Halden Prison in Norway looks sort of like a fancy dorm room or a hotel — much different than the barbed wire and cramped cells we often associate with prison design. Its look is all part of a plan to create a more humane prison, one where the architecture isn’t part of the punishment. Most prisons around the world are consolidated into one single building. This style makes it easy and efficient for inmates to move around, but the design is monotonous and full of visually unappealing materials, like steel and concrete. Plus, tight quarters inside these spaces can foster conflict.
Halden has a different structure: a campus design, where inmates move from one building to another, and are surrounded by lots of windows and construction materials that help muffle noise and take advantage of natural light. The prison’s layout also encourages guards to interact with inmates face-to-face, which fosters better relationships and reduces security-related incidents.
Halden’s design style is expensive — which is why we mostly see it implemented in places with good social support systems, like Western Europe and Scandinavia. Still, the design is setting new standards for what prisons could be like in the future.
“How Finland tackled homelessness and why Birmingham might be following in their footsteps”
A revolutionary new scheme under which rough sleepers are given a home straight away could be officially piloted here in Birmingham (UK) after showing success abroad.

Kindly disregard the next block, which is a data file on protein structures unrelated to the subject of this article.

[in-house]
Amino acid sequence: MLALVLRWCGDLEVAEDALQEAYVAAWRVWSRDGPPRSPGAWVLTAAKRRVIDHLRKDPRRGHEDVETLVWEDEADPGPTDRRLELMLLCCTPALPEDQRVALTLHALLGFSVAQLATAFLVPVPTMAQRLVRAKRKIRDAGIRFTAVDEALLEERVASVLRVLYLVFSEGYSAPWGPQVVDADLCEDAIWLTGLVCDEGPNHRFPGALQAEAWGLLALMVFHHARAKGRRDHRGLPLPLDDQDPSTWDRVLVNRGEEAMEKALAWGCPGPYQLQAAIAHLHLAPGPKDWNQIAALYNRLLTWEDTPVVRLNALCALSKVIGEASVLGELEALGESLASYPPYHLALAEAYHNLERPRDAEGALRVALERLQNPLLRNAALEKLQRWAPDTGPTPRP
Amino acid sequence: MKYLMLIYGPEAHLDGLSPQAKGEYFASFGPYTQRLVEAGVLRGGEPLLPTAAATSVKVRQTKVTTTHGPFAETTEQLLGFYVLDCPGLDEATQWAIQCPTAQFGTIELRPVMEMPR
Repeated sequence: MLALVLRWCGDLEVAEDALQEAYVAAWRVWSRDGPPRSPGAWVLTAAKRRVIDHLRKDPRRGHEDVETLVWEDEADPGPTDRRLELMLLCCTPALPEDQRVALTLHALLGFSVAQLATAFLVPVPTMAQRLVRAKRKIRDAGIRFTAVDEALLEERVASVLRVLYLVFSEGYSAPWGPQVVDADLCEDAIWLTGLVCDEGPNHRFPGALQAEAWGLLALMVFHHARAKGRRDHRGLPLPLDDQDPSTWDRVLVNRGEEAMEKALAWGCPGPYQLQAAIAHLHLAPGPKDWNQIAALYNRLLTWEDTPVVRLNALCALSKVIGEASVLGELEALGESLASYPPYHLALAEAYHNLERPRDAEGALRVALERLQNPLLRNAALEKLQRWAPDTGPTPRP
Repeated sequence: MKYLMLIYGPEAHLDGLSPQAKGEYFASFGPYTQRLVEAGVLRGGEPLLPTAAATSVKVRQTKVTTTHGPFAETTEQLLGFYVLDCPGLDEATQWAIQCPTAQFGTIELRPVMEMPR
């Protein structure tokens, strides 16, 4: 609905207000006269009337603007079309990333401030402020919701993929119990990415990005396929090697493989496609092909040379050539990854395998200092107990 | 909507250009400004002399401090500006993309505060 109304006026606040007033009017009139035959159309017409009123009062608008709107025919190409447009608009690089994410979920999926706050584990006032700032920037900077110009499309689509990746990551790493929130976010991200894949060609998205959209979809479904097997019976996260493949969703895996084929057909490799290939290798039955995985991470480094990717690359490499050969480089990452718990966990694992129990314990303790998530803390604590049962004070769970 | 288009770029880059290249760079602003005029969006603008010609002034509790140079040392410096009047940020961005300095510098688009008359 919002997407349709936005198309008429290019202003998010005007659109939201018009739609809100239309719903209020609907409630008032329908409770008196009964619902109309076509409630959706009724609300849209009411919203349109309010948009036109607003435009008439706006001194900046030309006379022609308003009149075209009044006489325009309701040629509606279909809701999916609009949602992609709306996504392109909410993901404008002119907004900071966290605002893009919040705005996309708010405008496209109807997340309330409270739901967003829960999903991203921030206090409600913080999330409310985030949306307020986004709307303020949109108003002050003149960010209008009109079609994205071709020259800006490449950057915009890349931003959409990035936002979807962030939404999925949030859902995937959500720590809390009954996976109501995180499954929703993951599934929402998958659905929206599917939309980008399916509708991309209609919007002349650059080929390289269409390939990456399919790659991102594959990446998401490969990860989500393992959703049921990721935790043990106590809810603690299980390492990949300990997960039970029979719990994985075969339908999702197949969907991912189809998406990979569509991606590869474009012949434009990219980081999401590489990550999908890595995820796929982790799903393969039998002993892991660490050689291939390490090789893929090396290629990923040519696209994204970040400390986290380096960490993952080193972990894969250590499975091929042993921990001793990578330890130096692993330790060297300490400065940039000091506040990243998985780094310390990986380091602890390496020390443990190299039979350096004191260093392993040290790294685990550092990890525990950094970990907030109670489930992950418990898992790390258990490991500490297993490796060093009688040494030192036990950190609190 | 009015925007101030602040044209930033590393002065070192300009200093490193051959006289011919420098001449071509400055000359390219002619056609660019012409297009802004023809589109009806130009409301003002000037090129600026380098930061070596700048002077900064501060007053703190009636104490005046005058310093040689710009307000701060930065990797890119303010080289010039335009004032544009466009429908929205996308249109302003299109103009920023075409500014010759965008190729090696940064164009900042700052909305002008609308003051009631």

The “Housing First” principle gives rough sleepers a permanent stable home and address rather than move them through various shelters, hostels and supported accommodation.
It has proved such a success in the USA, Finland and several other countries that the Local Government Secretary Sajid Javid is looking to pilot the scheme here – and the West Midlands is making a bid to be that test bed.
Finnish students have, in the past several years, consistently ranked in the top ten among millions of students worldwide in science, reading, and math.
In Finland, says the Minister of Education, “all the schools are equal. You never ask where the best school is.” It’s also illegal in Finland to profit from schooling. Wealthy parents have to ensure that neighborhood schools can give their kids the best education possible, because they are the only option.
In Finland, no teacher “is allowed to lead a primary school class without a master’s degree in education, with specialization in research and classroom practice.” Teaching “is the most admired job in Finland next to medical doctors.” And as Dana Goldstein points out at The Nation— Finnish teachers are “gasp!—unionized and granted tenure.” Perhaps an even more significant difference the documentary glossed over: in Finland, “families benefit from a cradle-to-grave social welfare system that includes universal daycare, preschool and healthcare, all of which are proven to help children achieve better results at school.”